Friends of ours from Ojai California came to visit with their two daughters yesterday. The husband, we’ll call him Ned for the purposes of this blog, is an engineer for the Navy and a tri-athlete. Really great guy, clean-cut, all American good looks, can run twenty miles on any given day, can fix anything, super smart, and really great with the kids. The daughters (four and eight) are outgoing and funny and beautiful and bursting with personality, and the mother is this tall, blonde, perfect-featured/figured artist who is also an avid swimmer and all around knowledge collector (you’d have to see this family to believe it. It’s like I made them up just for fun).
Actually, the mom is Ali from “She’s Got Issues.” I’m not sure if I ever mentioned that Ali is a real person who grew up with Dan and happened to work at Mademoiselle at the same time I did, or that she came across “She’s Got Issues,” in a bookstore one day in Santa Barbara, and saw my name and thought, “That’s weird. That can’t be the Stephanie Lessing I once knew,” and the next thing she knows, she starts reading and gets a really strange feeling she’s in the book. That’s how we got back in touch.
So there she was in my house yesterday, looking so blonde and athletic and genetically superior that every time I glanced over at myself in the mirror, I kept picturing that scene in “Annie Hall” when Woody Allen is sitting at the table with Annie’s mom, with the ham on the table, and he suddenly imagines himself in full Hasidic garb. “Ali” looked so perfect that I actually had to remind myself that she wasn’t a book character and that I hadn’t created her. I did borrow her though.
Even my eyebrows looked oddly thick last night, and I practically tweeze them off completely. Oh and this is unbelievable — at one point, we took a drive over to the nature center and I swear to God, just as we were leaving, the Ali character spots a collection of books just sitting on a rock. She bends over to see what they are, expecting to see something like, “On Walden Pond,” or “How to Paint Enchanting Landscapes.” Instead the title of the first book she sees is, “How to Raise a Jewish Dog.”
Back at the house “Ali,” who, as I mentioned, is a big swimmer, was telling us all about how she’s taking swimming lessons back home and how the instructor showed her all these new things that she never knew, even though she’s been swimming her entire life. I was nodding my head the whole time, trying to absorb what she was saying, just in case I ever go swimming again, and trying not to let out the fact that I can only swim with a snorkel.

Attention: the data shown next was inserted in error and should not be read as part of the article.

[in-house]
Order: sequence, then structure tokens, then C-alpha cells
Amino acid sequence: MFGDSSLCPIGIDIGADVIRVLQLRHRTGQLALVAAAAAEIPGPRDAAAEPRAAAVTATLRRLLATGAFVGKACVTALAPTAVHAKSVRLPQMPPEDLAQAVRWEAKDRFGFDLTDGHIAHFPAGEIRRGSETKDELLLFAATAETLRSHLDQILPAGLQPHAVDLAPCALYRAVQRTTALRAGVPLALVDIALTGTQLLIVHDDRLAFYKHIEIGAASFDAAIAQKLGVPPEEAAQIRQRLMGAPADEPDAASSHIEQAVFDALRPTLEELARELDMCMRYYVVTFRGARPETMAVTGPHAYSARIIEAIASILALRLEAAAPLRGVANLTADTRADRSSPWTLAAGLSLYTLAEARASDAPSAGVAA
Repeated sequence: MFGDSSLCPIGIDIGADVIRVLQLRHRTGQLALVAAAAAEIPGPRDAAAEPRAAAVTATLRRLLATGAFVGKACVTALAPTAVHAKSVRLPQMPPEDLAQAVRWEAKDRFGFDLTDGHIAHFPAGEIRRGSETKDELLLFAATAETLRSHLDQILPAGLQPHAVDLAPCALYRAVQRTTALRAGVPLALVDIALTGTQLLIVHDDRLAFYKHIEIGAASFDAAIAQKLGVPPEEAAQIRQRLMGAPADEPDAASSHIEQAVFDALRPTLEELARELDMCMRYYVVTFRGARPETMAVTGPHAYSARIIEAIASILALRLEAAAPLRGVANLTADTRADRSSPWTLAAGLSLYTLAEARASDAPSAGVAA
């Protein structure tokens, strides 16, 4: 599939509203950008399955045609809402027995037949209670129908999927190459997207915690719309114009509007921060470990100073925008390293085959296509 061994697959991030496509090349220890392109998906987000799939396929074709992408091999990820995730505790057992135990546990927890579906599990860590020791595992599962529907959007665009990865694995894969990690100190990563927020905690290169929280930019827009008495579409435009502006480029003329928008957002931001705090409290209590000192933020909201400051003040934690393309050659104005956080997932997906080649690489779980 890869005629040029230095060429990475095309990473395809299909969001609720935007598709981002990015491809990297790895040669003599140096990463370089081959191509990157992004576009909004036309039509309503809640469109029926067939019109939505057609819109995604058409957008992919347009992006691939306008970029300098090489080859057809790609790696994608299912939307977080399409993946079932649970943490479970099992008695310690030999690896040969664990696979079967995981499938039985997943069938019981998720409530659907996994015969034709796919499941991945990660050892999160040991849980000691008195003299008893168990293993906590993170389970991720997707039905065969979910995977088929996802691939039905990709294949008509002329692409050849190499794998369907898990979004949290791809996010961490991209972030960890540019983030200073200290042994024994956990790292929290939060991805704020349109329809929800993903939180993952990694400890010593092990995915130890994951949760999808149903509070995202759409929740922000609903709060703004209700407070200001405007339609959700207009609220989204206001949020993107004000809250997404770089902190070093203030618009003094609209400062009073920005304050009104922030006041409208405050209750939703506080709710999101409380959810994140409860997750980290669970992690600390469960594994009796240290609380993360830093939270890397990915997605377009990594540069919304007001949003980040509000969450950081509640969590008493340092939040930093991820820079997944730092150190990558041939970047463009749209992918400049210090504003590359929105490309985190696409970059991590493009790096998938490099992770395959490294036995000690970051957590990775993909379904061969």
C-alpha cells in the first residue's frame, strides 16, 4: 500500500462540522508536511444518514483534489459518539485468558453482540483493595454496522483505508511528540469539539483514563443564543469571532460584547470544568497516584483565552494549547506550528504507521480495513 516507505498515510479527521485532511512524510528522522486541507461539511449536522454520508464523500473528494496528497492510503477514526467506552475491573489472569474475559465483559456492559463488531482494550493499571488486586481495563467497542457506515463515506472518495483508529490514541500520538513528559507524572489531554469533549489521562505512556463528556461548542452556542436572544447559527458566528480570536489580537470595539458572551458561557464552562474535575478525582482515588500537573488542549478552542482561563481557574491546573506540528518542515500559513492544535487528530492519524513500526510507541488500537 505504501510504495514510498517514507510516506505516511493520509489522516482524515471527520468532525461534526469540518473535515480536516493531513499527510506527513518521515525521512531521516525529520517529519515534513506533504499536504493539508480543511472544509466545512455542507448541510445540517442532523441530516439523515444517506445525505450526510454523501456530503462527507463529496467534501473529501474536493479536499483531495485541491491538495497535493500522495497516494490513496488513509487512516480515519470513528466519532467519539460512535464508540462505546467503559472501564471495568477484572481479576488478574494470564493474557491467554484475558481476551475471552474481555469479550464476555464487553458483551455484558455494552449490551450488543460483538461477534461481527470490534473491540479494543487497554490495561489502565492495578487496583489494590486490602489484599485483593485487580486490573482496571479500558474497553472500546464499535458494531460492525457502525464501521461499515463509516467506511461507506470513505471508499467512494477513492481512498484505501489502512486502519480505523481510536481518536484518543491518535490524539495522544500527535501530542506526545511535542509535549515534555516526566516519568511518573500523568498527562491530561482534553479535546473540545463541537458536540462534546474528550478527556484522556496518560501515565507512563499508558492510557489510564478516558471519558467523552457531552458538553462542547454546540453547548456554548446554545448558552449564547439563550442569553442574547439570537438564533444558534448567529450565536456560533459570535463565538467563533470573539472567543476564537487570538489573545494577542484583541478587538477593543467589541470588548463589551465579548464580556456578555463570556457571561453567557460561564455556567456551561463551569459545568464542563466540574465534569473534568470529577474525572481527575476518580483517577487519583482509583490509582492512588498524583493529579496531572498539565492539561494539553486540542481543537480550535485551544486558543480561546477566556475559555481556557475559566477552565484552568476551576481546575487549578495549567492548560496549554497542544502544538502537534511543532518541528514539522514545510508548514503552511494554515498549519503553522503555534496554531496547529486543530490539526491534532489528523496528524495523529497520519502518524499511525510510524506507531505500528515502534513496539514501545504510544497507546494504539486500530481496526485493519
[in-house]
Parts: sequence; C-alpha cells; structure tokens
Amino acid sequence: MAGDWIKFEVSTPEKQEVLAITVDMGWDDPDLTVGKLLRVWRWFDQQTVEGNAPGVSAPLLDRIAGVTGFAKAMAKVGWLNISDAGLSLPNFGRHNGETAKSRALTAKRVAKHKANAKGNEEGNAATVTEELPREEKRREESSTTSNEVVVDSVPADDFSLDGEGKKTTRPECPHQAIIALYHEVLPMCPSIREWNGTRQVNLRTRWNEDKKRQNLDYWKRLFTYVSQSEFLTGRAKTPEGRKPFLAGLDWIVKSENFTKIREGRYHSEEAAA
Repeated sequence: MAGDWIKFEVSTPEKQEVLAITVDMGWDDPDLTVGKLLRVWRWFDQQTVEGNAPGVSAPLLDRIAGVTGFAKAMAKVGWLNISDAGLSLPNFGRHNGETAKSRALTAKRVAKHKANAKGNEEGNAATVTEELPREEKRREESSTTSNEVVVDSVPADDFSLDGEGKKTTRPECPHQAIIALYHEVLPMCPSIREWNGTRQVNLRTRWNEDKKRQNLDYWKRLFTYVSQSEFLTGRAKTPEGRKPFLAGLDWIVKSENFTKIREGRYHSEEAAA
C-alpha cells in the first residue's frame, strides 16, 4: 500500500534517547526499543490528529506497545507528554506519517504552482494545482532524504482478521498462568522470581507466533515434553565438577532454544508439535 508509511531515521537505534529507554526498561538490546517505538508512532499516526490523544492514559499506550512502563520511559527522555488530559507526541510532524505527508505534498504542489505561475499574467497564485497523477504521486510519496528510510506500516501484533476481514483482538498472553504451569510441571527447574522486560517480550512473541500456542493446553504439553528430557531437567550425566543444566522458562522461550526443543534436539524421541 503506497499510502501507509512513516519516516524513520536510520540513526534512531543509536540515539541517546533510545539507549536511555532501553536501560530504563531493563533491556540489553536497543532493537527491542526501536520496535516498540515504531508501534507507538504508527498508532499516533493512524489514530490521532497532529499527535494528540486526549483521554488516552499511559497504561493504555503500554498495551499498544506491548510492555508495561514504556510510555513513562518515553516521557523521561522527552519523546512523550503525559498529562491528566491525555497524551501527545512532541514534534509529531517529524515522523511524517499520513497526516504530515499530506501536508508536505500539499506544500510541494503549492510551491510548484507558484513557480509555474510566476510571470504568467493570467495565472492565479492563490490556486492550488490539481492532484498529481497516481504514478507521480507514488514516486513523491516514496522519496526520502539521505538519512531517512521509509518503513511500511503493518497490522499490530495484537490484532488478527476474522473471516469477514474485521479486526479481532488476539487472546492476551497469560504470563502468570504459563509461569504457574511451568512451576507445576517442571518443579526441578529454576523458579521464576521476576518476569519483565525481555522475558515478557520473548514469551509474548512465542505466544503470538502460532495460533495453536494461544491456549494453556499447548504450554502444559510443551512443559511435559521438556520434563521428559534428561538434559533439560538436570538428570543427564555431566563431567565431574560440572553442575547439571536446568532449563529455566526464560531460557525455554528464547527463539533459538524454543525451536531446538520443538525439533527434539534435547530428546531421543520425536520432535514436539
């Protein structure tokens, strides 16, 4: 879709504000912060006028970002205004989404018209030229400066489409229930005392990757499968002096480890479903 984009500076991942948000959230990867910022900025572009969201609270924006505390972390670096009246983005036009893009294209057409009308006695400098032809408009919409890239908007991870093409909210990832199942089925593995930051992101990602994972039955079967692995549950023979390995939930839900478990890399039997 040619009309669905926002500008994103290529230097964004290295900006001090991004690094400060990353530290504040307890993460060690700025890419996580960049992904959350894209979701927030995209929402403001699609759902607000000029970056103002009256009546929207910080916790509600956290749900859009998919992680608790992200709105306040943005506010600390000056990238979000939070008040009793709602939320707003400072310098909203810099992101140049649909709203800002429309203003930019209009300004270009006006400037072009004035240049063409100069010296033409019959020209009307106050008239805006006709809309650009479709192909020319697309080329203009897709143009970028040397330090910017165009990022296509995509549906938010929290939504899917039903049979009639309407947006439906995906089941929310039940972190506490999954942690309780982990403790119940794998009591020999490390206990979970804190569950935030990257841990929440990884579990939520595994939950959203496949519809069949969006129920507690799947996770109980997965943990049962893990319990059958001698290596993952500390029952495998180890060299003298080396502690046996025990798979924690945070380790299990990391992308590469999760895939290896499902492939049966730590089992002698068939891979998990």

I’ve never told anyone that before, but that’s how I swim, even in a regular pool. My parents used to have an indoor pool when they lived in Alpine and I, who never learned how to breathe properly while swimming, could only go a few laps without exhausting myself. So, when no one was home, I would put on a mask and a snorkel and just swim back and forth all afternoon without ever turning my head.
The whole time Ali was gracefully demonstrating the correct way to do the backstroke, I kept flashing back to my bloated lips wrapped around my mouthpiece, the little whistle at the side of the pool that I kept for emergencies, and how fiercely I’d ball up my fists and curl my toes in an effort to improve my form.
It’s amazing how long I’ve been able to carry on certain friendships without ever letting on just how truly inept I am at so many things. It’s harder to hide these things from Dan because he lives with me. I’ll never forget the first time he saw me ski. I felt so sorry for both of us that day. He was riding the chairlift and spotted me on the mountain down below trying to disentangle myself from my poles. We caught each other’s eye, and I’ll never forget the look on his face. It was like he was watching me try to feed myself wearing facial mittens. When I finally skied down, he was waiting for me at the bottom of the mountain. He could have teased me to tears like he usually does, but he didn’t say anything. I think it was at that moment that he went from being my boyfriend to family.
Dan caught my eye a few times last night too, and we both knew what I was thinking. I felt pudgy and short, and almost as though I’d grown a moustache and yet I was having the time of my life watching them. I wanted Ali and her family to stay forever. I guess I was hoping some part of them would rub off on me. Perhaps I’d become more coordinated if they stayed long enough, or even a little less freckled, but they were headed to Maine and it was getting late. After they left, I was so sad I couldn’t sleep. How often do any of us get to see the characters from our pasts appear in our kitchens, only to discover that they’re even better in real life?